After a few years, he began sculpting facsimiles of flowers and sedum, and assembling floriated urns, sensors, and crowns out of singularly formed clay petals and leaves. These he baked in his kitchen oven before painting. He also began assembling fantastical miniature thrones out of salvaged turkey and chicken bones that, to contemporary eyes, resemble props for a sci-fi video game, or early models for ’s
computer-generated Bone chair.
Out of these investigations, EVB developed a whole new body of work, beginning in 1976: his tower paintings. These he created with an entirely new painting technique, in which he used the fluted ends of pieces of cardboard to apply paint onto a smooth cardboard surface, producing what looks like linear structures, which he then “built” with. The effect is somewhat reminiscent of decalcomania, a technique closely associated with Ernst; EVB’s palette resembles Ernst’s, as well. These utopian visions of a splendid new world may speak of a new civilization to come, or possibly the artist’s own arrival in a new metaphysical realm.
As if to ground his vision in a tangible reality, in 1979, EVB began assembling actual towers, each several feet tall, using poultry bones. Leg, wing, and breastbones served as the base, and smaller, thinner bones and vertebrae formed the shaft. Some of the structures are crowned, fittingly enough, with hollow eggs. So many bones were required for the series that EVB and Marie had to raid the dumpsters behind local Kentucky Fried Chicken restaurants to acquire the necessary supplies. If they bear a certain resemblance to the Watts Towers in L.A., that isn’t by coincidence: A newspaper clipping about Simon Rodia’s creations was found among EVB’s personal papers. (Interestingly, these works may be the first instance of one “outsider artist” influencing another.)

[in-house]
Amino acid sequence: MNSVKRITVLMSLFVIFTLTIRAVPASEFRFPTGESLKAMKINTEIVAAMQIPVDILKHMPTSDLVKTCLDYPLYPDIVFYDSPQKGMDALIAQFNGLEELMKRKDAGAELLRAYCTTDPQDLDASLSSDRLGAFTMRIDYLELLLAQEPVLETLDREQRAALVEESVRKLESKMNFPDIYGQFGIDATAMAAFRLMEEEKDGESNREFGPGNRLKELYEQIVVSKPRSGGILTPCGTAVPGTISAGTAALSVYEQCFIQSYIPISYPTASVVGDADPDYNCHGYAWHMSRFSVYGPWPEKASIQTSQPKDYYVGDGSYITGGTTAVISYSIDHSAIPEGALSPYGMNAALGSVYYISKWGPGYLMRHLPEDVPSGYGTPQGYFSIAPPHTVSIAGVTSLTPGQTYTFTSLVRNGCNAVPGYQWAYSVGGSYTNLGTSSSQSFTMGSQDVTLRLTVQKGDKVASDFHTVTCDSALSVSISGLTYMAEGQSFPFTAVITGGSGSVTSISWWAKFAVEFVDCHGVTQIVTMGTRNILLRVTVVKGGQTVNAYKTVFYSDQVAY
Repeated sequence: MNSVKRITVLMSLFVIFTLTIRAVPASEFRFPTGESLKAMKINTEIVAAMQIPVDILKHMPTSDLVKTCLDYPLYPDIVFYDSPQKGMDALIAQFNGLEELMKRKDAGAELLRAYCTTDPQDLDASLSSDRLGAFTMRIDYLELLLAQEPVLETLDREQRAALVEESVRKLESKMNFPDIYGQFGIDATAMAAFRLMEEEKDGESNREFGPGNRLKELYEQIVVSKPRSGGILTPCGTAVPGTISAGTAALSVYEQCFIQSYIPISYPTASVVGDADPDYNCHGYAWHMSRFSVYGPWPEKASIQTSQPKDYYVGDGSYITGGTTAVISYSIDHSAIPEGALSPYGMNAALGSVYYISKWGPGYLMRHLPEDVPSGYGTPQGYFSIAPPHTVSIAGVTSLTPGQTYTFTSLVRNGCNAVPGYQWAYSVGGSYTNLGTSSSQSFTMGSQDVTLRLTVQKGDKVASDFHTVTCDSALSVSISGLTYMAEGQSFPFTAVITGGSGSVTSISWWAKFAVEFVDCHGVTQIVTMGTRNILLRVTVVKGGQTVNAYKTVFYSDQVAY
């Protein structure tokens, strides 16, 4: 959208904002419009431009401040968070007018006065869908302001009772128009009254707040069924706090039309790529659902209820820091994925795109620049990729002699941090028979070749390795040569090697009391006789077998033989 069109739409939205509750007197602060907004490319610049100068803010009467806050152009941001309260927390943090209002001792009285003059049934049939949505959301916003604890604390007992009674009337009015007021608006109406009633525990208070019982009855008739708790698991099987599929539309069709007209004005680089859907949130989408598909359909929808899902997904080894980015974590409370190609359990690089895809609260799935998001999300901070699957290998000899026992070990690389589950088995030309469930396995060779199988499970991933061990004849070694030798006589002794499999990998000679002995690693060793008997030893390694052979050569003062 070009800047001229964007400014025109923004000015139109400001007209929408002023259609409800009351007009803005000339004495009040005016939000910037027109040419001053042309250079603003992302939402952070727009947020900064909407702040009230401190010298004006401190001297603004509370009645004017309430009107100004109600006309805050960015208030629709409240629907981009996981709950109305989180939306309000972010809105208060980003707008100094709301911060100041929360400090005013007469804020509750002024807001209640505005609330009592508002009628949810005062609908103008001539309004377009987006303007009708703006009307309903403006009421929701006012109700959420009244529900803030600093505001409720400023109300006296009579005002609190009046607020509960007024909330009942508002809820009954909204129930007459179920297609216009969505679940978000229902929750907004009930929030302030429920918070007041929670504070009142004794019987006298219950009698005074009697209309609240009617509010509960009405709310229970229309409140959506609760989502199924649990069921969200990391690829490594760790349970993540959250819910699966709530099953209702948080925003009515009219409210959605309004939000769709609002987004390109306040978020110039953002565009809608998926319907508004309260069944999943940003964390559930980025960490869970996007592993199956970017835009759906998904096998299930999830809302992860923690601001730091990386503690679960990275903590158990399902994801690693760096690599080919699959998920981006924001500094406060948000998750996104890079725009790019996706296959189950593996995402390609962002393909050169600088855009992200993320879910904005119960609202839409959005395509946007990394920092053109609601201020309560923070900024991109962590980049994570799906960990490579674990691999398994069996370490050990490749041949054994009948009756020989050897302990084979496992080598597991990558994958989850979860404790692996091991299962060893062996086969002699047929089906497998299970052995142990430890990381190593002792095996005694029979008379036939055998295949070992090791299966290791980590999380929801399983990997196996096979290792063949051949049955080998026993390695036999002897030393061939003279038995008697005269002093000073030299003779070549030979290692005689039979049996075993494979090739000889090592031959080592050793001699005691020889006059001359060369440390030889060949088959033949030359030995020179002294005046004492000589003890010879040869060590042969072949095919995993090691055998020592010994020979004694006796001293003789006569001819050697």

In 1981, two years before he died, EVB returned to his tower paintings. City Cibola, one of the last he completed before his death, refers to the mythic Mexican city rich in gold, which tantalized the conquistadors.
The promise of riches certainly eluded Von Bruenchenhein his entire life; but then, the curse of the prophet is that he seldom lives to see the promised land. In one of his philosophical musings, he observed: “We consider ourselves so smart and yet after the great length of time man has lived on Earth, he has just scratched the surface of knowledge. . . .As far as science goes we have only looked at the mirror, not [at] what is concealed behind.” Von Bruenchenhein may never have experienced critical acclaim or financial reward for his unique talents and vision, but it seems he did get to see behind the mirror. That’s a reward reserved for only a chosen few.